1.       What is the role of A/B switch? If you are on A, would B still give you a voltage?

        The A/B switch tells the V meter and mA meter of the power supply to either show the current and voltage of the A or B channel. Regardless of the position of the switch there is voltage being applied to both channels.


2.       In each channel, there is a current specification (either 0.5 A or 4 A). What does that mean?
     
      The fixed 5V supply can provide a 0-4 amp current depending how much the circuit requires. The two supplies labeled “A” and “B” are the 0-24 Volt supplies. They continuously supply voltage within that range and each has a 0.5 amp current capacity. 


3.       Your power supply has two main operation modes for A and B channels; independent and tracking. How do those operation work? (Video)

      When the power supply is on independent operation mode, which is when the button is all the way to the right, the “A” and “B” power supplies are completely independent from one another. Tracking mode can be in positions Parallel or Series. When the switch is in the middle position it is in Parallel tracking and the “A” and “B” supplies are wired together. The current and voltage can be adjusted using the “A” controls. The two controls can also be used independently, but somewhat follow one another, also known as tracking. The output can be used as a 0-24 volt supply with a 1 amp capability. When the switch is the left position the power supply is in Series tracking mode. In this setting the “A” controls are used for the maximum voltage of both supplies. In this mode the voltage terminals at “B” supply tracks the voltage on the “A” supply. The positive terminal of “B” is also internally connected to the negative terminal of “A” supply which allows the two supplies to be used as one 0-48 volt supply.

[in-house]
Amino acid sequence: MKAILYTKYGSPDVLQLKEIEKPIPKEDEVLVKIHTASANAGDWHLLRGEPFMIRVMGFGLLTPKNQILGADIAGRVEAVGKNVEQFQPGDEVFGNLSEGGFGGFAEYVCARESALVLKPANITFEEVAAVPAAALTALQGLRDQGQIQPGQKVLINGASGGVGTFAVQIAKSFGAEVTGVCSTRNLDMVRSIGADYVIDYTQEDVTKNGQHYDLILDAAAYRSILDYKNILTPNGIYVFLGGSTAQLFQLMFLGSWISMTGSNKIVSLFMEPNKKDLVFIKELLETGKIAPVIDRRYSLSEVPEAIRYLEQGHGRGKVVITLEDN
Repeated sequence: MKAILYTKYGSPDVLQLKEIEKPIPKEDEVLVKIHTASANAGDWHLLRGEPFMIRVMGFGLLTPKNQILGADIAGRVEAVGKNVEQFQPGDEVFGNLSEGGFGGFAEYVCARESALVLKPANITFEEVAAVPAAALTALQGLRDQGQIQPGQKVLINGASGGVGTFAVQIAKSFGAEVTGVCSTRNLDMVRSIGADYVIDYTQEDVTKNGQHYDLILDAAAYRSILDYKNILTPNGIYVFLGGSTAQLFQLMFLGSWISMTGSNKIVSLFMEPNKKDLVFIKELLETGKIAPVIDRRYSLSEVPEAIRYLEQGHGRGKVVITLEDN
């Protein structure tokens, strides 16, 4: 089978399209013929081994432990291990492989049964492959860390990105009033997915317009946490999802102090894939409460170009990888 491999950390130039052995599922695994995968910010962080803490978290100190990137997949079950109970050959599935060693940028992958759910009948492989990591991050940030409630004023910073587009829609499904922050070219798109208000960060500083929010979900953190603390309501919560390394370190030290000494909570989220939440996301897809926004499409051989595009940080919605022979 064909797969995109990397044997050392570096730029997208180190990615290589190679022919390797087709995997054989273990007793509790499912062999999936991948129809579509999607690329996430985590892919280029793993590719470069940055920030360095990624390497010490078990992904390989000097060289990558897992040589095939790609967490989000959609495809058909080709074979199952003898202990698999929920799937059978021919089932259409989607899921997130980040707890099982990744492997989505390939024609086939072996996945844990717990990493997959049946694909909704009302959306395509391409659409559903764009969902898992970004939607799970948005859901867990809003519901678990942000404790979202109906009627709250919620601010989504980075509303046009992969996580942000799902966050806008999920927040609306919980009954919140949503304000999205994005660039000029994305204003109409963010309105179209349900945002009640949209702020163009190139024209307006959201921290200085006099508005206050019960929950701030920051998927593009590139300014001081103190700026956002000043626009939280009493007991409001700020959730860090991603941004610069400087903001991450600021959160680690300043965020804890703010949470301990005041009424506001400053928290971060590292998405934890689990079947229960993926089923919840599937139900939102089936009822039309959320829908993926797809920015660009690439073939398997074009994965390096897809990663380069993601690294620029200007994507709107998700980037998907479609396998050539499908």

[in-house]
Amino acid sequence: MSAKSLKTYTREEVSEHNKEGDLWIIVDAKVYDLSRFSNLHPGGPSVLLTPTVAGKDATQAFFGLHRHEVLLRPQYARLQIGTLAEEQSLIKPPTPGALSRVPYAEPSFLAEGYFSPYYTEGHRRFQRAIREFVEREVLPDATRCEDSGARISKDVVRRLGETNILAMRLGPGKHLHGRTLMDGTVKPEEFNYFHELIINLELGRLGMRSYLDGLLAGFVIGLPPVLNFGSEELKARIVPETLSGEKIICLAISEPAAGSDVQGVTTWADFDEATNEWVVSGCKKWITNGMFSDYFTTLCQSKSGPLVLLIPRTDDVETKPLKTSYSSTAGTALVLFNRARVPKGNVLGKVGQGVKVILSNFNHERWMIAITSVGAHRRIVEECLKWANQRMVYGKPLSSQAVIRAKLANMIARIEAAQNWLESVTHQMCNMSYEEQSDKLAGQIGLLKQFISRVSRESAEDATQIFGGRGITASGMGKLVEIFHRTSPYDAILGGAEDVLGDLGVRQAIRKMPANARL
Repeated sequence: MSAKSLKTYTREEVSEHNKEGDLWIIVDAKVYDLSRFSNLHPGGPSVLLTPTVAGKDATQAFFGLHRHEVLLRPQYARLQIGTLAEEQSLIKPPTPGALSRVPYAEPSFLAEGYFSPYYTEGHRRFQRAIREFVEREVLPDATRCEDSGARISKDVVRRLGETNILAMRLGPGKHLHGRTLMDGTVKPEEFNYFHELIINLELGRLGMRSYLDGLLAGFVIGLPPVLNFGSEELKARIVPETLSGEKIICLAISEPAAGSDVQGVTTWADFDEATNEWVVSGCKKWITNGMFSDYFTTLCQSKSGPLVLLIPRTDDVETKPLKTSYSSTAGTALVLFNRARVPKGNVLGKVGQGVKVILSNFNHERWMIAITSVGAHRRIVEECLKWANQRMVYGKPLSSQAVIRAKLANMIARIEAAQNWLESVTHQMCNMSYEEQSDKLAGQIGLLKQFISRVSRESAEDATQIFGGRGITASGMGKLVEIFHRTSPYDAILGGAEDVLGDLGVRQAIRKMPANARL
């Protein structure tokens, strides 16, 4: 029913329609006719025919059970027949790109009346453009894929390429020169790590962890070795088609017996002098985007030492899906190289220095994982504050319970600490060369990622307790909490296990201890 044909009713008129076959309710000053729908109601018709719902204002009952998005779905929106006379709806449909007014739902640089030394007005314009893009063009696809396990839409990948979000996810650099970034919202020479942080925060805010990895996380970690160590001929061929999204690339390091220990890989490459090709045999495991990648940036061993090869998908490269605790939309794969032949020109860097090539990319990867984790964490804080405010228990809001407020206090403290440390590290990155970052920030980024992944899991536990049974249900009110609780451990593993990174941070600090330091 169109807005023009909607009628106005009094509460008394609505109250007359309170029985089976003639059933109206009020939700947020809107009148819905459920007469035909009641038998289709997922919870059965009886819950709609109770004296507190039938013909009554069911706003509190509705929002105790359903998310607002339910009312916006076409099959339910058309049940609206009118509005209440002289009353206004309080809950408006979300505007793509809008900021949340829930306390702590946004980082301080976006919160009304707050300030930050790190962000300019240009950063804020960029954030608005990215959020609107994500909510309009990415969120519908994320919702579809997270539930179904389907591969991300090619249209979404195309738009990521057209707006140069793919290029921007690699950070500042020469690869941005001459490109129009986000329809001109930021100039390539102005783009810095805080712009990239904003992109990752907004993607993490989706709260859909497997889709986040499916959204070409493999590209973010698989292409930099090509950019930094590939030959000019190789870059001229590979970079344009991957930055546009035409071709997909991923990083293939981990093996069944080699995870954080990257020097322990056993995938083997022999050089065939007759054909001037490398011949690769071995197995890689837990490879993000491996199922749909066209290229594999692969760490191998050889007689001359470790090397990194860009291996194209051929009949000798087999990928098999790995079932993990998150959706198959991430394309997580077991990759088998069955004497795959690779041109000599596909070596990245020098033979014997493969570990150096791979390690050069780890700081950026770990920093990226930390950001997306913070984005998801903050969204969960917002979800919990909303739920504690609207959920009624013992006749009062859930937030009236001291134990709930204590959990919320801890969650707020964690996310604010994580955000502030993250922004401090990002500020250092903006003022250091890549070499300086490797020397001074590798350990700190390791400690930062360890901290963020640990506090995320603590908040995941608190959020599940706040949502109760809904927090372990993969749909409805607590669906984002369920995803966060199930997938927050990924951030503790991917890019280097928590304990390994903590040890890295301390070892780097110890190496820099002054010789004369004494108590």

Here are two videos explaining the differences between the switch positions.

Video 1:
video
A video containing the first half of a 51 second clip showing the differences between switch positions.

Video 2:
video
A video showing the second half of a 51 second clip showing the differences between switch positions.
     





4.       Can you generate +30 V using a combination of the power supply outputs? How? (Photo)
   
        Yes, the power supply must be in series mode and your ground probe should be in negative slot on the B supply and the positive probe should be in the positive slot on the A supply.

A picture of +30V output and the connections used to obtain it.


5.       Can you generate -30 V using a combination of the power supply outputs? How? (Photo)

       Yes, the power supply should be in series mode and your ground probe should be in the positive slot on the A supply and the positive probe should be in the negative slot on the B supply.
A picture of -30V output and the connections used to obtain it.
                         


6.       Can you generate +10 V and -10 V at the same time using a combination of the power supply outputs? How? (Photo)

       Yes, you can get +10v and -10v at the same time.  What you need to do is connect two power supplies in series at 10V each so you have a total of 20V.  When you measure you ground the DMM in between the two power supplies, at the positive terminal of the first power supply.  To measure the to get +10V you connect the red wire to the positive terminal of the second power supply and to get -10V you connect the red wire to the negative terminal of the second power supply.

A picture of +10.29V output and the connections used to obtain it.

A picture of -10.29V output and the connections used to obtain it.





7.       Apply 5V to a 100 Ω resistor and measure the current by using the DMM (remember the setup in DC 3). Compare the reading with the current meter reading on the power supply. At what angle of the current knob makes the LED light on? If you keep on decreasing the current limit, what happens to the voltage and current? (Video)

       On the DMM we have a reading of 2.5 micro amps and on the power supply we have a reading of 30 mA.  When the current knob indicator is approximately 45 degrees from 0 setting the LED indicator light turns on.  When you hit 45 degrees from the minimum the voltage and current decrease with each additional degree you move the knob. 

video
A video showing the angle at which the LED light comes on.


8.       Where is the fuse for the power supply? What is it for?